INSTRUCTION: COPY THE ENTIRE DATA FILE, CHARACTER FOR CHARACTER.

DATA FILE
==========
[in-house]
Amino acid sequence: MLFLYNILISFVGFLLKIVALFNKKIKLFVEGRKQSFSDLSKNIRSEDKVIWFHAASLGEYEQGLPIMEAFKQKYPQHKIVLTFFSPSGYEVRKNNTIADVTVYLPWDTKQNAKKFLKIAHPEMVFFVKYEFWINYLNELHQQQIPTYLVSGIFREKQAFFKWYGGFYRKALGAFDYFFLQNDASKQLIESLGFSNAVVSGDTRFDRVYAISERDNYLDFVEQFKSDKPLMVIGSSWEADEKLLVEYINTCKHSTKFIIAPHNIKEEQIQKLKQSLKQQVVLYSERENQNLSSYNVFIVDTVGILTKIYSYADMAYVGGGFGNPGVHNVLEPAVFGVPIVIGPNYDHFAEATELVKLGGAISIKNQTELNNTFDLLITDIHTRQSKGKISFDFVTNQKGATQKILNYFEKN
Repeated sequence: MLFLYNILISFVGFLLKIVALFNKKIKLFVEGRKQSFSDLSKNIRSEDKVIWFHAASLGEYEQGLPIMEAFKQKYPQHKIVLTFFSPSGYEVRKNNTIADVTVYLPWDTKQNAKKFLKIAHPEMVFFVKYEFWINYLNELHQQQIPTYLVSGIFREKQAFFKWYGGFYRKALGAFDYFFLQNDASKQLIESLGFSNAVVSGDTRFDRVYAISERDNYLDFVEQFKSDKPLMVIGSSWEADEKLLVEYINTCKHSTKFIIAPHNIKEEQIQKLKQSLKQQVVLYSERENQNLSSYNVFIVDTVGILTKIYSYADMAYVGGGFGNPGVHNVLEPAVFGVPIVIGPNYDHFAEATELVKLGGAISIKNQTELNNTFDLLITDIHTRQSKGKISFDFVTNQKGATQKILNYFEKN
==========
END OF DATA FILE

[in-house]
Amino acid sequence: MLFLYNILISFVGFLLKIVALFNKKIKLFVEGRKQSFSDLSKNIRSEDKVIWFHAASLGEYEQGLPIMEAFKQKYPQHKIVLTFFSPSGYEVRKNNTIADVTVYLPWDTKQNAKKFLKIAHPEMVFFVKYEFWINYLNELHQQQIPTYLVSGIFREKQAFFKWYGGFYRKALGAFDYFFLQNDASKQLIESLGFSNAVVSGDTRFDRVYAISERDNYLDFVEQFKSDKPLMVIGSSWEADEKLLVEYINTCKHSTKFIIAPHNIKEEQIQKLKQSLKQQVVLYSERENQNLSSYNVFIVDTVGILTKIYSYADMAYVGGGFGNPGVHNVLEPAVFGVPIVIGPNYDHFAEATELVKLGGAISIKNQTELNNTFDLLITDIHTRQSKGKISFDFVTNQKGATQKILNYFEKN
Repeated sequence: MLFLYNILISFVGFLLKIVALFNKKIKLFVEGRKQSFSDLSKNIRSEDKVIWFHAASLGEYEQGLPIMEAFKQKYPQHKIVLTFFSPSGYEVRKNNTIADVTVYLPWDTKQNAKKFLKIAHPEMVFFVKYEFWINYLNELHQQQIPTYLVSGIFREKQAFFKWYGGFYRKALGAFDYFFLQNDASKQLIESLGFSNAVVSGDTRFDRVYAISERDNYLDFVEQFKSDKPLMVIGSSWEADEKLLVEYINTCKHSTKFIIAPHNIKEEQIQKLKQSLKQQVVLYSERENQNLSSYNVFIVDTVGILTKIYSYADMAYVGGGFGNPGVHNVLEPAVFGVPIVIGPNYDHFAEATELVKLGGAISIKNQTELNNTFDLLITDIHTRQSKGKISFDFVTNQKGATQKILNYFEKN